Jesus said to them, “How many loaves do you have?” “Seven,” they replied, “and a few fish.” Matthew 15:24Miracle making is muscle building. There’s a focus with Matthew 15:24 that doesn’t often get talked about. Jesus worked a miracle – yes – but he didn’t gather the fishes and loaves. He said, “Bring me what you have.” Think about that directive for a moment. Basically, he said, “Use what muscle you have to gather your resources, show up back here, and offer them to me.” He relied on the footwork of the disciples and willingness of others to share before doing his miracle-making thing to feed the masses. There was no credit card to save face. He didn’t reschedule for a better day or campaign for event sponsors. And he didn’t tell his disciples to dig deeper.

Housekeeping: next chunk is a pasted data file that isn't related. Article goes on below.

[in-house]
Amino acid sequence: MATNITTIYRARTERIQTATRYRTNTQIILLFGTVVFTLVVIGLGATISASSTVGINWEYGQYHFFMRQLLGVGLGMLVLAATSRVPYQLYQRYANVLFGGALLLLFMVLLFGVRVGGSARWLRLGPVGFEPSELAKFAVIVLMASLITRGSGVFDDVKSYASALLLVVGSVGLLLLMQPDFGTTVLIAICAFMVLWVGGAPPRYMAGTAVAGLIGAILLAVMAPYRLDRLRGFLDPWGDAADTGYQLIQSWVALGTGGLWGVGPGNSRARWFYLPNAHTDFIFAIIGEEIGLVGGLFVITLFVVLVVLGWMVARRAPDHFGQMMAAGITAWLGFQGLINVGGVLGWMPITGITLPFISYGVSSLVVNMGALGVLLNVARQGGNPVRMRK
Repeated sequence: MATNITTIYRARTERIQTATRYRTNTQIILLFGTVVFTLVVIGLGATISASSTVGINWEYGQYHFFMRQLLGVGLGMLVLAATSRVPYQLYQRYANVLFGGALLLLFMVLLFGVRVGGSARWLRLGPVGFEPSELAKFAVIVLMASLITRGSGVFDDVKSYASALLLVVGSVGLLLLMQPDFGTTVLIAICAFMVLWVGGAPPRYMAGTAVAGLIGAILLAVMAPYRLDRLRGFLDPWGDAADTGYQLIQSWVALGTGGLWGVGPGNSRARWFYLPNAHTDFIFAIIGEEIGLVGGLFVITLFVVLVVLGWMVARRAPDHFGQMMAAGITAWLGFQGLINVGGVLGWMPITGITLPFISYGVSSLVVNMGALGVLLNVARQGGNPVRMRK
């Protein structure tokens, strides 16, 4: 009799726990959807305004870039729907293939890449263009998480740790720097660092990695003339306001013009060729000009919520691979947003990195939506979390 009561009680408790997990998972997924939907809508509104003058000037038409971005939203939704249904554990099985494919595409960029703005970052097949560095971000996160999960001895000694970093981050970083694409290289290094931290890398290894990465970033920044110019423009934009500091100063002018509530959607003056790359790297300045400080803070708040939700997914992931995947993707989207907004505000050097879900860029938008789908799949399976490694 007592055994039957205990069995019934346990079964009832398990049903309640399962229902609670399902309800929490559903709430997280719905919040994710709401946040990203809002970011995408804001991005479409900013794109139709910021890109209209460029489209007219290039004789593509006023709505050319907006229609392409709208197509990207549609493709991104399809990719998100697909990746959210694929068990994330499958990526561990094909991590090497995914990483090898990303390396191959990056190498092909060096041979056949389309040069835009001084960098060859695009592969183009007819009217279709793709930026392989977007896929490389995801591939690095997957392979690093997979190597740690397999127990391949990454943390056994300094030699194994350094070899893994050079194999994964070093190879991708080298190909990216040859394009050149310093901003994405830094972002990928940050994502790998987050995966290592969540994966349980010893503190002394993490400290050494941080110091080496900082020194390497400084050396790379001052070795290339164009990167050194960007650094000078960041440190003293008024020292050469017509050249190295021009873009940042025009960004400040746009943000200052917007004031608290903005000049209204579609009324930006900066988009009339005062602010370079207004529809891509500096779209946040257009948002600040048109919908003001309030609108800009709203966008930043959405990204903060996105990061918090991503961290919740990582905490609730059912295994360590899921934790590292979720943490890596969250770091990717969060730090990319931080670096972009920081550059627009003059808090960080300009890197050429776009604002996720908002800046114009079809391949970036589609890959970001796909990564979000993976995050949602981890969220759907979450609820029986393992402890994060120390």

He worked in the present moment with the resources offered because he knew that, in the presence of less, more is called forth – the kind of more that removes our fears about less and loss.Where am I going with this? If you’re following my blog, you know it’s been a hell of a year. The shock of losing a breast and Ray to cancer challenges my corner of the world daily. When folks ask me how I’m doing in meeting my obligations, I joke that I have a real “fishes and loaves” thing going here. And, really, I do. What I need arrives in a way that allows me the activity/recuperation space needed to heal for the day, the week, the month – at hand. No more. No less. Every time a little nervousness sets in and I want to investigate exactly how this could be, my angels say, “Stop. Your less is God’s more. ReVEL iN ThAT.” “Use what muscle you have to gather your resources, show up back here, and offer them me,” is a simple formula that calls forth that which answers to the gnawing hunger of the crowd. When navigating through multitudes of less and loss, I can pick up my basket and look for a loaf of determination or willingness or gratitude – or even curiosity for how it’s all going to play out. What can I do today – can I offer today – in collaboration with the master mathematician who is happy to multiply goodness in response to my concerns? It doesn’t have to be big or grand. It can be small and simple. This is the zone where working with less offers me – and you – opportunity for more than the more we customarily shortchange ourselves with when reaching into our own pockets. If you are where I am – struggling to start a new chapter in life – this is particularly good news. Less resistance. More assistance. Less distraction. More attraction. Less busyness. More focus. Less panic. More peace. Less judgment. More understanding. Less fear. More curiosity. Less doubt. More amazement. Your turn: Less [________]. More [________]. You are enough right where you are. So, before you whip out that credit card, maybe grab a basket and work the crowd with me. And, remember, when we make room for less, more can happen. This is the place of miracles. XO Bernadette By The Seat Of Your Pants My little eBook comes with LEsS for your mORe – and is my GiFT to you! Download to your device or print it. No hitches. Enjoy! CLICK HERE to find out mORe. :) Subscribe to this blog or follow me on Facebook! Remember, sharing is caring. If you found something here that inspired, you may know someone else who will feel the same.